• slide:ology – the art and science of creating great presentations by Nancy Duarte.

And here’s a good, FREE PowerPoint presentation on what we’ve been talking about -- It uses a lot less text than my previous average PowerPoint presentations -- and it doesn’t even have a speaker. As its creator notes in the show, if he was using the presentation in a talk, he’d eliminate 90% of the text.

One way.

I approach PowerPointing completely different now. I word process my instructor outline first. That’s my script. It gets shorter and shorter the more I rehearse and learn my lines until it’s just skeletal prompts.

This is my security blanket. If I get caught up in a discussion and forget where we left off when the discussion began and where I wanted us to go next, it’s there for me. It makes me feel safe to follow my learners into deep water knowing I have a life line back to the boat.

I’m not against using the Notes Page view in PowerPoint instead of my word processed outline. It just doesn’t work for me personally. I can’t read the Notes Page view print on my small travel laptop without donning my “cheaters.” Having to go bend over my laptop and squint through reading glasses for a cue is not only disruptive, it’s uncool. I can wander over to my Arial 16 font crib sheet and glance at it an offhand way as the need arises. 

After I’ve scripted my training, I begin to storyboard it with PowerPoint. I start with a blank layout – no cookie cutter templates for me anymore. Every background is solid black. I may have a title slide that is mainly a photographic image. Then I think about what images dramatically illustrate my chunks of information.

There are other great looking backgrounds. In PowerPoint 2010, click on

  • File
  • New
  • Sample templates

For just a few. While in Sample templates, check out Duarte’s “Five Rules (for Creating Great Presentations).” View it in Slide Show with your volume on and see some excellent ideas for making your PowerPoint presentations engaging and helpful to learners. Or watch it on youtube at the link below.

There are plenty of sources for images that dramatically support and illustrate your content. I still have credits I purchased at and but I’ve recently discovered “google images.” When you type in search terms and are delivered photographic images, you’re warned that they may be copyrighted. I’ve linked two articles below I’ve written on copyright and the fair use exception. DISCLAIMER – Those articles are not intended as legal advice.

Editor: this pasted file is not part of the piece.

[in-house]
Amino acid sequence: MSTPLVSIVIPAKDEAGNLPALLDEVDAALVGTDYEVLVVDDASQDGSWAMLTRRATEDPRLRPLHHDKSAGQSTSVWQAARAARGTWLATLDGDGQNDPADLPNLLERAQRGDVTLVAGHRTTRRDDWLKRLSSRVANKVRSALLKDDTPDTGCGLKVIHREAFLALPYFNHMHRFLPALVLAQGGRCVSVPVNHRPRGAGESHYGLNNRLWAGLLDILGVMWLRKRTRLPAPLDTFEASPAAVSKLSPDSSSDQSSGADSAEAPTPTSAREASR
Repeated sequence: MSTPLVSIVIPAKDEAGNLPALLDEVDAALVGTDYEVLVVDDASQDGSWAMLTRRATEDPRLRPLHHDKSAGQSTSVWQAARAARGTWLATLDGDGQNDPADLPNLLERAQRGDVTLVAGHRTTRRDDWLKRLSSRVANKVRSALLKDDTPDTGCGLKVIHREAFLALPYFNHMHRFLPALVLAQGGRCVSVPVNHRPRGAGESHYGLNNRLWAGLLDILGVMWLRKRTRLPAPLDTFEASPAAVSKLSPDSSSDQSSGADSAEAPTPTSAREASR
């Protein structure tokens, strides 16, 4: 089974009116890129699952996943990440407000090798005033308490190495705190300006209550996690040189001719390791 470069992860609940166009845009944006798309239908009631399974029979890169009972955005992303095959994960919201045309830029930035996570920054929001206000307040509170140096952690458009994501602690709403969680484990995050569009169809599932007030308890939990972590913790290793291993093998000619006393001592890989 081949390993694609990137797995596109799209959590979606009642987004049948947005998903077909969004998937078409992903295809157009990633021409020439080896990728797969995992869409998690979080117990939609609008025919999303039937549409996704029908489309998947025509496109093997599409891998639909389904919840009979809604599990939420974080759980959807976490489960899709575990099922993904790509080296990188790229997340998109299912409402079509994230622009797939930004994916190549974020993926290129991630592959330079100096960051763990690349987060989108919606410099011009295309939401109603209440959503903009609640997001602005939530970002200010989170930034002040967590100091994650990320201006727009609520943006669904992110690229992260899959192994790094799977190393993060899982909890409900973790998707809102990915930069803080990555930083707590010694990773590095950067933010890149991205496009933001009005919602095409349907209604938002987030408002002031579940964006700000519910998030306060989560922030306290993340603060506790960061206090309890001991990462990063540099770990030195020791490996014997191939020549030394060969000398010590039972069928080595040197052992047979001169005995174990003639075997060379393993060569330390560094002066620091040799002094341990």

Included are slide sorter views of a PowerPoint presentation of mine that I constructed under the old PowerPointing mindset and then the one I re-did with the brain science in mind discussed in this and my previous article. Slide sorter is actually a good reality check for whether your PowerPoint is a good storyboard or boring, text-laden cue cards. Thanks to my editor, Frank Borelli, you can also find links below to these presentations.

If you think a viewer doesn’t get all the information from my re-vamped version – you’re right. They need me. But they will be engaged to listen, remember and act much more by the revised PowerPoint.

Don’t forget you can always have a separate handout that covers material such as in-training scenarios or exercises, recommended resources, or a study guide to prepare for testing. I often do.

Before and After version of Heroic Cynicism – Life in the Arena accompany this article.  Even just those simple screen shots show the differences that exist and it’s easy to see why the After version is so much more eye-catching.

No Idiot’s Guide for Dummies.

The process I’ve suggested here is no Idiot’s Guide to PowerPointing. It takes exponentially more time. A picture can be worth a thousand words but it can take a long time to find that kind of picture and then more time to crop it and work it into a slide with just the right dramatic effect.

And because you’re not reading your training presentation from your PowerPoint slides you really have to master your material and put in the memorization and rehearsal time that demands.

Like most things in life – you have to care enough about what you’re doing and want to do it the best you can to put in the extra time and effort. Do our recruits and officers deserve anything less?


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Described by Calibre Press as "the indisputable master of enter-train-ment," Val Van Brocklin is an internationally sought speaker, trainer and noted author. She combines a dynamic presentation style with over 10 years experience as a prosecutor where her trial work received national media attention on ABC's Primetime Live, the Discovery Channel's Justice Files, in USA Today, The National Enquirer and REDBOOK. In addition to her personal appearances, she appears on television, radio, and webcasts, in newspapers, journal articles and books. Visit her website: